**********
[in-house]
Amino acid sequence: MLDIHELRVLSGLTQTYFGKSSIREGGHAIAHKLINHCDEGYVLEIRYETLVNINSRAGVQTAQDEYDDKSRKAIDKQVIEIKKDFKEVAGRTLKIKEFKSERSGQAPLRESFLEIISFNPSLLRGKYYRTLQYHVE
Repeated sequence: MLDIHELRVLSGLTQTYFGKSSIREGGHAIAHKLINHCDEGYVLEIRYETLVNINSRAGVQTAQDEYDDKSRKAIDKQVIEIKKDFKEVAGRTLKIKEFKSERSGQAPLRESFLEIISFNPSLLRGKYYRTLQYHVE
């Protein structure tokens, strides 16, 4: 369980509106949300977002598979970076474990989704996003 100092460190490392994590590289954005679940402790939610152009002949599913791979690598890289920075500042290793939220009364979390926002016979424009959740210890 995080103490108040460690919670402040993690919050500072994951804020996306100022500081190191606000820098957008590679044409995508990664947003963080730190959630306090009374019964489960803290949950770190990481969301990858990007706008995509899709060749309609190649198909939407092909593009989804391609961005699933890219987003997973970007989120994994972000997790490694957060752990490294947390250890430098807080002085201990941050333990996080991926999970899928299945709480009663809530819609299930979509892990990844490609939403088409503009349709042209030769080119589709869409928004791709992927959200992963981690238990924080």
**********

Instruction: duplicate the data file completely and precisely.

[in-house]
Amino acid sequence: MLDIHELRVLSGLTQTYFGKSSIREGGHAIAHKLINHCDEGYVLEIRYETLVNINSRAGVQTAQDEYDDKSRKAIDKQVIEIKKDFKEVAGRTLKIKEFKSERSGQAPLRESFLEIISFNPSLLRGKYYRTLQYHVE
Repeated sequence: MLDIHELRVLSGLTQTYFGKSSIREGGHAIAHKLINHCDEGYVLEIRYETLVNINSRAGVQTAQDEYDDKSRKAIDKQVIEIKKDFKEVAGRTLKIKEFKSERSGQAPLRESFLEIISFNPSLLRGKYYRTLQYHVE
């Protein structure tokens, strides 16, 4: 369980509106949300977002598979970076474990989704996003 100092460190490392994590590289954005679940402790939610152009002949599913791979690598890289920075500042290793939220009364979390926002016979424009959740210890 995080103490108040460690919670402040993690919050500072994951804020996306100022500081190191606000820098957008590679044409995508990664947003963080730190959630306090009374019964489960803290949950770190990481969301990858990007706008995509899709060749309609190649198909939407092909593009989804391609961005699933890219987003997973970007989120994994972000997790490694957060752990490294947390250890430098807080002085201990941050333990996080991926999970899928299945709480009663809530819609299930979509892990990844490609939403088409503009349709042209030769080119589709869409928004791709992927959200992963981690238990924080």